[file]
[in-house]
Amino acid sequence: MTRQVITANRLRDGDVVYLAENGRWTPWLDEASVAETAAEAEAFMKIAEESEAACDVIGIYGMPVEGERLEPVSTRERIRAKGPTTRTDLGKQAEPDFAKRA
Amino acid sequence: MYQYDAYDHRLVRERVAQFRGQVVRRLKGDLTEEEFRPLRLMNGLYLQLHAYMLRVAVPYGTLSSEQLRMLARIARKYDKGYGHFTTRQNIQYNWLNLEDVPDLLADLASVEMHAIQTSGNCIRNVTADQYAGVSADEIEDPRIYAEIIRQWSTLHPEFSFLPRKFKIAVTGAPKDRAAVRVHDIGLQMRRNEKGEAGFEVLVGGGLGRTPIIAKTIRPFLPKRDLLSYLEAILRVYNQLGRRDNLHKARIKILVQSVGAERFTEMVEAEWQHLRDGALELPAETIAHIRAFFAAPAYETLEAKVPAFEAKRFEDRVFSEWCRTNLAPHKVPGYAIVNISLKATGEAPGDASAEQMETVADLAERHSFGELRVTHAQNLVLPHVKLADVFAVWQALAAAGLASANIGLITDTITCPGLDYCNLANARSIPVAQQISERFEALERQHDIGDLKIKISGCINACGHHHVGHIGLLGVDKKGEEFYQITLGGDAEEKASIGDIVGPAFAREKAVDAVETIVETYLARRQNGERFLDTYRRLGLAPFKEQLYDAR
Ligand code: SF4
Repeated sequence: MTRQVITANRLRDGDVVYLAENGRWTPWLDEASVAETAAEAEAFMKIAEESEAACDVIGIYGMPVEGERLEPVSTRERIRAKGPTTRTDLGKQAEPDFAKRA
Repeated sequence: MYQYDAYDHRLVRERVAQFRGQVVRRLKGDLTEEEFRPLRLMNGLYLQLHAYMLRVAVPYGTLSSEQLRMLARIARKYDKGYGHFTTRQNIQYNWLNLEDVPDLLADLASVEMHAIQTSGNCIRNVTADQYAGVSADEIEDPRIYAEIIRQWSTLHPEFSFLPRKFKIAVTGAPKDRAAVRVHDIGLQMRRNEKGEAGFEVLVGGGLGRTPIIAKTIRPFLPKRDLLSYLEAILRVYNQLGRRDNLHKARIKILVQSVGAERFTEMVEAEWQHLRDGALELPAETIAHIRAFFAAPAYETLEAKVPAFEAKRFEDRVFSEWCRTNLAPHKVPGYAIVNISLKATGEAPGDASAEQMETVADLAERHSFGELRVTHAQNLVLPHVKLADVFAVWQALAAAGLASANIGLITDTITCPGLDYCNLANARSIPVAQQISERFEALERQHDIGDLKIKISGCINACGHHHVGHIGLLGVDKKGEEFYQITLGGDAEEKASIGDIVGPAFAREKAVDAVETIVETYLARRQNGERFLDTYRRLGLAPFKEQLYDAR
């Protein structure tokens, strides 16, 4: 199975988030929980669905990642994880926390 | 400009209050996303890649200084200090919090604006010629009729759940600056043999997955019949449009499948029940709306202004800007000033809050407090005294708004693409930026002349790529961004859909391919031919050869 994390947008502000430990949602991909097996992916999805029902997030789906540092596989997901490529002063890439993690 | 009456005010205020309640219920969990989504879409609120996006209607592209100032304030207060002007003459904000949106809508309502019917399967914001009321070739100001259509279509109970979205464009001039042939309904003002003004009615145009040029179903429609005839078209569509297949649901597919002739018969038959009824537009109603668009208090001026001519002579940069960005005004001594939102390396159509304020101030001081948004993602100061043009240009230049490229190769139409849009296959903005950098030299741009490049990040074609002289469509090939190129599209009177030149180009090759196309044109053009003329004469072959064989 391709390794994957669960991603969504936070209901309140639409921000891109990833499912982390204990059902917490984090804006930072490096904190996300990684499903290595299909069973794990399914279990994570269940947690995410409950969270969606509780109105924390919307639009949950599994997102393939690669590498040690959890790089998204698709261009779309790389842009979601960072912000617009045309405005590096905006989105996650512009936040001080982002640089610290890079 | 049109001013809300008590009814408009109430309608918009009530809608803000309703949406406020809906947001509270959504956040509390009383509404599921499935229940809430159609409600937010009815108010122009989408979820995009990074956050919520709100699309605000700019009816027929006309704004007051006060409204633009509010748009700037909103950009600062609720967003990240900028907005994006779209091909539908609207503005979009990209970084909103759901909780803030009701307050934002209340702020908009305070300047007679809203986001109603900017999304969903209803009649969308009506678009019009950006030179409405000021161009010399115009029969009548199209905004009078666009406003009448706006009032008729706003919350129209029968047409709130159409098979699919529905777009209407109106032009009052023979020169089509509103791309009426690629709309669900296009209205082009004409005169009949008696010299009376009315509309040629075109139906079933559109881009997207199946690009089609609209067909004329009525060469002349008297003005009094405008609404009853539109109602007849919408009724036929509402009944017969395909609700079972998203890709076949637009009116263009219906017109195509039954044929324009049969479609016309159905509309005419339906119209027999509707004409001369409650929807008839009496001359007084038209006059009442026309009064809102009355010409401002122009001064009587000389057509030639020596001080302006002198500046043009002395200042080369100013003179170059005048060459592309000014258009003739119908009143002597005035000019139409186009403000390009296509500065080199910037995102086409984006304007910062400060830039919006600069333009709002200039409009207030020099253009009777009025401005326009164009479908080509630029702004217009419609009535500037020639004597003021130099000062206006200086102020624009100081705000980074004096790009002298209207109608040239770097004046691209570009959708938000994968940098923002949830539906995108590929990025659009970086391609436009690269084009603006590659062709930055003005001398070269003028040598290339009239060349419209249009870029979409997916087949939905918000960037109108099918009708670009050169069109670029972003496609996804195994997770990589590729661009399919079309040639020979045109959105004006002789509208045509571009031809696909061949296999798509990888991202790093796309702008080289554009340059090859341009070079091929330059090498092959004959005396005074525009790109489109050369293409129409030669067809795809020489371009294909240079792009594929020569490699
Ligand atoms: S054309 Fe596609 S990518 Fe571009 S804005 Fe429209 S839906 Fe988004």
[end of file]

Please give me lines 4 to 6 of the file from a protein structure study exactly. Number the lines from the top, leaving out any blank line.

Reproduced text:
Ligand code: SF4
Repeated sequence: MTRQVITANRLRDGDVVYLAENGRWTPWLDEASVAETAAEAEAFMKIAEESEAACDVIGIYGMPVEGERLEPVSTRERIRAKGPTTRTDLGKQAEPDFAKRA
Repeated sequence: MYQYDAYDHRLVRERVAQFRGQVVRRLKGDLTEEEFRPLRLMNGLYLQLHAYMLRVAVPYGTLSSEQLRMLARIARKYDKGYGHFTTRQNIQYNWLNLEDVPDLLADLASVEMHAIQTSGNCIRNVTADQYAGVSADEIEDPRIYAEIIRQWSTLHPEFSFLPRKFKIAVTGAPKDRAAVRVHDIGLQMRRNEKGEAGFEVLVGGGLGRTPIIAKTIRPFLPKRDLLSYLEAILRVYNQLGRRDNLHKARIKILVQSVGAERFTEMVEAEWQHLRDGALELPAETIAHIRAFFAAPAYETLEAKVPAFEAKRFEDRVFSEWCRTNLAPHKVPGYAIVNISLKATGEAPGDASAEQMETVADLAERHSFGELRVTHAQNLVLPHVKLADVFAVWQALAAAGLASANIGLITDTITCPGLDYCNLANARSIPVAQQISERFEALERQHDIGDLKIKISGCINACGHHHVGHIGLLGVDKKGEEFYQITLGGDAEEKASIGDIVGPAFAREKAVDAVETIVETYLARRQNGERFLDTYRRLGLAPFKEQLYDAR